InBrowser is an Android app that offers users completely incognito browsing on their Android smartphone or tablet. It runs on Android 2.1 and above, has a minimal, Material-esque look and feel to it and is as easy to use as possible. No data is saved when you close the app whatsoever, and it doesn’t even appear in your multitasking menu, either. With LastPass integration as well as support for the Orbot Tor app, InBrowser is one of the best ways to go under the radar when browsing on Android. With in-app video playback as well as downloads, there’s little you have to sacrifice when it comes to features you’d normally expect from any web browser, incognito or otherwise. As a nice bonus, this free browser doesn’t feature any ads aside from one or two HTML-based ads in the home page, that’s it!
To get started with this yourself, all you need to do is download InBrowser from the Play Store, and launch the app.
Right away, users are greeted with the changelog, and users can see that the app is kept relatively up-to-date, and TomPod (the developer) is very approachable and offers good customer service. The next screen is a Google search page customized for InBrowser as it doesn’t feature the ability to log in with your Google Profile or anything log that, it’s just a search box.
There are many reasons why you might need an incognito browser like InBrowser, and yes we all know the chief reason, but using something like this that leaves no data behind is great for online banking, perhaps even logging in to your email and of course this is a must for using Tor. For me though, I thought to try it out with something a little more mundane, I decided to search for iPhone stuff.
As we can see, the search results are easily navigated and do the job quite nicely. They’re simple, and to the point. If my coworkers found out I was reading iPhone and Apple rumors….
Web browsing here was just as smooth for me as it was with Chrome, perhaps even smoother as a result of there being no cache or stored data for InBrowser to chug through. Hitting the multitasking menu reveals, well, nothing:
By default, InBrowser doesn’t even show up in your multitasking menu, but this – along with many other settings and choices – can be changed quite easily.
A key feature of InBrowser is the ability to change the user agent on the fly, which tablet users will find particularly welcome, no more using phone sites on a tablet.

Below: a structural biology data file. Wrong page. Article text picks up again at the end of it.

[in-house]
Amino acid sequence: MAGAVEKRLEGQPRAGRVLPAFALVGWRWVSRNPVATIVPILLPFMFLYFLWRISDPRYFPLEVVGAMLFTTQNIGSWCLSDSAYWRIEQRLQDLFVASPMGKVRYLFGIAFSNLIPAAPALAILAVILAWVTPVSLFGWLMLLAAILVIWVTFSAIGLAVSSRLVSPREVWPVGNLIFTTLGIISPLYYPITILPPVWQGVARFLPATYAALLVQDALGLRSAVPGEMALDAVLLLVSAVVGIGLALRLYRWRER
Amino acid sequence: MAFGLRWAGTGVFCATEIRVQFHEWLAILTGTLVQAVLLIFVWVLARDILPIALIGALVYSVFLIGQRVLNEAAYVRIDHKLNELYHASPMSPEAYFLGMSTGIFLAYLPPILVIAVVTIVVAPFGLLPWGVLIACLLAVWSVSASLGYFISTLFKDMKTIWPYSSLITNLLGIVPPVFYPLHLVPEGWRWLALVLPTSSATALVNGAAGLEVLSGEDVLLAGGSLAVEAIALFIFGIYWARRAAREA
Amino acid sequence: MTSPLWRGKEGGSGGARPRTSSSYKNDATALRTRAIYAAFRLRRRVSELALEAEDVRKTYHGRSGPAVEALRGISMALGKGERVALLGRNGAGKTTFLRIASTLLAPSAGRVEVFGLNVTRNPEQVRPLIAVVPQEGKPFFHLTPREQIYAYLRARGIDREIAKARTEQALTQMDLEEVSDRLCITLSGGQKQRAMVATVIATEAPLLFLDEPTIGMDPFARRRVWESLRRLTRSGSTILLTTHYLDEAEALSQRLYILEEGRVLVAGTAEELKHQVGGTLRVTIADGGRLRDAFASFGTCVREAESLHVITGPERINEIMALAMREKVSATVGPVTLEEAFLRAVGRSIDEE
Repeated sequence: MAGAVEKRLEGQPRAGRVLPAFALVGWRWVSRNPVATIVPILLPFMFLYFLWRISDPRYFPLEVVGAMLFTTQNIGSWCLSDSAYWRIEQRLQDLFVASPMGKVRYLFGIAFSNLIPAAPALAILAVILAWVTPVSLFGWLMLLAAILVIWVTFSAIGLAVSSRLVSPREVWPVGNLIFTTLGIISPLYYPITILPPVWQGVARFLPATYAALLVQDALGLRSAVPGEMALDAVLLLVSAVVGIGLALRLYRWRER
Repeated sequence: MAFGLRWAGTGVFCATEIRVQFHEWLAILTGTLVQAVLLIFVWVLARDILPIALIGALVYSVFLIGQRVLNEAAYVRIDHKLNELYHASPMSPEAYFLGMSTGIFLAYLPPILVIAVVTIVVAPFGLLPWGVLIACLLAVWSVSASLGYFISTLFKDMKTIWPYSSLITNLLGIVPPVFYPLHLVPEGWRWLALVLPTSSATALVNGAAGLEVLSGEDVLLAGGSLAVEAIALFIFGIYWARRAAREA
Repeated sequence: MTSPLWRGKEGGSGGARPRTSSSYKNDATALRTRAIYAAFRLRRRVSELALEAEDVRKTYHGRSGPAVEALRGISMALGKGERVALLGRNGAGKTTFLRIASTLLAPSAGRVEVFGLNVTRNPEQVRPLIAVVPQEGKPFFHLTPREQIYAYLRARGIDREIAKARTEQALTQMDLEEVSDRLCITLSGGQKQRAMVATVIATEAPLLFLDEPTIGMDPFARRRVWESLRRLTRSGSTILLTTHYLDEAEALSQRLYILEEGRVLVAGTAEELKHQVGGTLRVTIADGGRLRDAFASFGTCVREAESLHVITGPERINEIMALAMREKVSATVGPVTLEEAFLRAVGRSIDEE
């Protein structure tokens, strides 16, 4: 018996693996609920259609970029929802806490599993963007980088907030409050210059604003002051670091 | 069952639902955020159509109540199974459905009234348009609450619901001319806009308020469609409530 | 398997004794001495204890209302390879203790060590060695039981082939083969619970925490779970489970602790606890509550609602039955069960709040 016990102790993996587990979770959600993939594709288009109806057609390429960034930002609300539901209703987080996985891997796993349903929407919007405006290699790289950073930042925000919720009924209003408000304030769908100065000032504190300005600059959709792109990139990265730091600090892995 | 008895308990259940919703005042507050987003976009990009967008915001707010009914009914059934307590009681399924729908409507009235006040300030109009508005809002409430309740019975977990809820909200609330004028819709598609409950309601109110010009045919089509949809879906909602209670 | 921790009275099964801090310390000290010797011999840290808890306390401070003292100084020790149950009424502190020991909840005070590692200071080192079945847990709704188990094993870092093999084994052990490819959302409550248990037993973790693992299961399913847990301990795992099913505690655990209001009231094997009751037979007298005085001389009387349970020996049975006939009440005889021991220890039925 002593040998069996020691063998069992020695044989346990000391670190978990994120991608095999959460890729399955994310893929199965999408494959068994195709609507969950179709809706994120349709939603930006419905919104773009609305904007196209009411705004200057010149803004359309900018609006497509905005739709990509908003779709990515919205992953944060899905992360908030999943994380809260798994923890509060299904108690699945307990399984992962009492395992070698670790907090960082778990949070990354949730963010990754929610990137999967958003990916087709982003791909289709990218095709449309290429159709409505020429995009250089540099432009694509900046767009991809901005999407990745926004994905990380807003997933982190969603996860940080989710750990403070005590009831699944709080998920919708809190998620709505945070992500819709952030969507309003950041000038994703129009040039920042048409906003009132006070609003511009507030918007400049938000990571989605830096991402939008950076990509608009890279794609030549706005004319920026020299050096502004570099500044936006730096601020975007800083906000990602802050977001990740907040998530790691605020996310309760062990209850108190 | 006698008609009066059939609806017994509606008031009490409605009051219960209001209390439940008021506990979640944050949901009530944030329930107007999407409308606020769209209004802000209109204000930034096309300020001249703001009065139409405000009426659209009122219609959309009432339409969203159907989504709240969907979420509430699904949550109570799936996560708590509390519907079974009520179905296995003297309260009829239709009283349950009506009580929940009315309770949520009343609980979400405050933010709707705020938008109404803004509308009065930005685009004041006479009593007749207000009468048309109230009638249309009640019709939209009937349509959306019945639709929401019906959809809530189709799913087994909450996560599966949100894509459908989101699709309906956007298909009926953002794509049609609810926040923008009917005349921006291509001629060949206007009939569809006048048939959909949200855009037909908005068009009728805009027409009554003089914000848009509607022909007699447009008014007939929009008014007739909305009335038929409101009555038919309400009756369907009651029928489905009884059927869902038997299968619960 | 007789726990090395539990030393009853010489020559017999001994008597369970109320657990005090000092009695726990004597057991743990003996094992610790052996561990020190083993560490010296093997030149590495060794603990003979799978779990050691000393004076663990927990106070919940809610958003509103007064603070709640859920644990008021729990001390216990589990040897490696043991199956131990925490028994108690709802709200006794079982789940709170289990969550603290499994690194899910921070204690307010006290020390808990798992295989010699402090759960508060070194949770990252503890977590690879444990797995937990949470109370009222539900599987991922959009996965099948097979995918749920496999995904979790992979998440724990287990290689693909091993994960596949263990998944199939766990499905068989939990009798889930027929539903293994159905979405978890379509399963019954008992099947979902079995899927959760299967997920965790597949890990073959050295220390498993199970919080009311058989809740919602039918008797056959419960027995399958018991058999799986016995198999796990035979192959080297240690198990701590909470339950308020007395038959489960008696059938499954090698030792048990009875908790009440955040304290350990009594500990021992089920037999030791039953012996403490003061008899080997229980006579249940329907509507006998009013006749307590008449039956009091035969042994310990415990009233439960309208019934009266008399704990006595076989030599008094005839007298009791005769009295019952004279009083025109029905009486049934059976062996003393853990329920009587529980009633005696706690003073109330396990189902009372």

In-App video playback worked fine for me, and while I tested a number of videos, the YouTube test was a good one as the app didn’t ask me if I wanted to launch YouTube to play the video, it just played it back as an MP4.
As I’ve said, there are many reasons why you might need an incognito browser, and forgetting all the terrible surveillance that goes on around the world these days, it’s a good idea to limit the amount of data you have “written down”. For instance, banking from your phone using Chrome or Firefox might not be the best idea, as the cache could contain info hackers can use, but with InBrowser there is no cache, therefore there is no data. Tor users will absolutely love InBrowser and those looking to hide things from friends and family to avoid embarrassment or awkward conversations will find value here as well. The app itself is good-looking, it runs quickly and there are few complaints to be made.
- Speed (4/5) – No sacrifices here to browsing speed, in fact in some cases it’s quicker than the usual suspects.
- Theme (4/5) – InBrowser features a sort of low-key Material Design theme and it works well, it’s also easy to navigate and find all the settings.
- Features (5/5) – With a custom search engine, no data trace and deep integration with both LastPass and Tor’s Orbot app, this ticks all the right boxes and it’s also a breeze to use as well.
- Overall (4.5/5) – While incognito browsers aren’t for everyone, those that will need one should find all that they need with InBrowser.
- Easy to change the User Agent to a number of popular choices.
- Plays back videos without asking to launch in an external app, a la Chrome.
- Offers users peace of mind when banking, trying to keep a secret or just looking for some privacy.
- Features deep integrations with both LastPass as well as the Tor app, Orbot.
- Option to bypass the Google search would be good, as a lot of users don’t trust Google.
- Pop-up blocker would be helpful for certain use cases.
All-in-all, InBrowser has everything that someone in the market for an incognito browser could want. It’s free, and features just two ads on the search page and error page, which is a very nice approach. Of course, the inclusion of Google and not DuckDuckGo seems a little misguided, but at least it’s no the default Google homepage, we suppose. A good-looking app that’s super-simple and easy to use, InBrowser works like a treat and those in the market for such an app won’t be disappointed.